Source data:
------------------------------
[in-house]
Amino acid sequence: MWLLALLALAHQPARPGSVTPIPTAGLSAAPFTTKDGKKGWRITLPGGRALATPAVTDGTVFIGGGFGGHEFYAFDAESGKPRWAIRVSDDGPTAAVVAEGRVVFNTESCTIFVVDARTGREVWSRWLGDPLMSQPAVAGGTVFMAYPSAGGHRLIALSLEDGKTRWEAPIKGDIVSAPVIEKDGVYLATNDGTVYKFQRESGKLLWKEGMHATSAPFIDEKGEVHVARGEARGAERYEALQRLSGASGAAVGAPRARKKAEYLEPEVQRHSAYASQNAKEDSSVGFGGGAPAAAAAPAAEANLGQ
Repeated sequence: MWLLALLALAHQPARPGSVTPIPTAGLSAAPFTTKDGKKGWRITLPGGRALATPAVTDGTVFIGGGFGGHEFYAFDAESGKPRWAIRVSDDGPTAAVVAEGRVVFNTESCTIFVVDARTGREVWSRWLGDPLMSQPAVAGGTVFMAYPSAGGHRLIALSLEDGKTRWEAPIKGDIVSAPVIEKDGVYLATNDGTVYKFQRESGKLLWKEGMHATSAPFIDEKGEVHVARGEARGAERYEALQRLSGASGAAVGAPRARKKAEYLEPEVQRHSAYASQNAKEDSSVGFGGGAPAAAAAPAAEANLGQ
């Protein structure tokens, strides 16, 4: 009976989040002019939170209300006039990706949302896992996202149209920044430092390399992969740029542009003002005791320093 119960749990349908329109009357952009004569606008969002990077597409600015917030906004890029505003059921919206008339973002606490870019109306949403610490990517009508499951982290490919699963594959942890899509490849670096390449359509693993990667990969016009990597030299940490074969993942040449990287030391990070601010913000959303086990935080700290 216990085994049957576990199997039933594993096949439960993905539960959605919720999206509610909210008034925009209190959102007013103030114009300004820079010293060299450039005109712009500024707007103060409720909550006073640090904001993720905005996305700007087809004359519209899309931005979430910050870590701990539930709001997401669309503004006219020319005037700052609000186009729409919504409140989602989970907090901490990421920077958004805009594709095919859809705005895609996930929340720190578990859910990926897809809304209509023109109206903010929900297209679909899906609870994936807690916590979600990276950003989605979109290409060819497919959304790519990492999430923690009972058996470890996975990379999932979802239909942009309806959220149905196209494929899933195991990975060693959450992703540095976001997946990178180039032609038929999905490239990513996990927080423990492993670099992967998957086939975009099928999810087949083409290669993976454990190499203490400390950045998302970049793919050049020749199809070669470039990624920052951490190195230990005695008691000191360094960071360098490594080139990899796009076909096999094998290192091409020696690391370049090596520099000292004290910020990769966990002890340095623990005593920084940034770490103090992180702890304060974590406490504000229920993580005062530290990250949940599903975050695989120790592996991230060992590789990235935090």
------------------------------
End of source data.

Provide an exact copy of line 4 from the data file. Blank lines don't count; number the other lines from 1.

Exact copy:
């Protein structure tokens, strides 16, 4: 009976989040002019939170209300006039990706949302896992996202149209920044430092390399992969740029542009003002005791320093 119960749990349908329109009357952009004569606008969002990077597409600015917030906004890029505003059921919206008339973002606490870019109306949403610490990517009508499951982290490919699963594959942890899509490849670096390449359509693993990667990969016009990597030299940490074969993942040449990287030391990070601010913000959303086990935080700290 216990085994049957576990199997039933594993096949439960993905539960959605919720999206509610909210008034925009209190959102007013103030114009300004820079010293060299450039005109712009500024707007103060409720909550006073640090904001993720905005996305700007087809004359519209899309931005979430910050870590701990539930709001997401669309503004006219020319005037700052609000186009729409919504409140989602989970907090901490990421920077958004805009594709095919859809705005895609996930929340720190578990859910990926897809809304209509023109109206903010929900297209679909899906609870994936807690916590979600990276950003989605979109290409060819497919959304790519990492999430923690009972058996470890996975990379999932979802239909942009309806959220149905196209494929899933195991990975060693959450992703540095976001997946990178180039032609038929999905490239990513996990927080423990492993670099992967998957086939975009099928999810087949083409290669993976454990190499203490400390950045998302970049793919050049020749199809070669470039990624920052951490190195230990005695008691000191360094960071360098490594080139990899796009076909096999094998290192091409020696690391370049090596520099000292004290910020990769966990002890340095623990005593920084940034770490103090992180702890304060974590406490504000229920993580005062530290990250949940599903975050695989120790592996991230060992590789990235935090």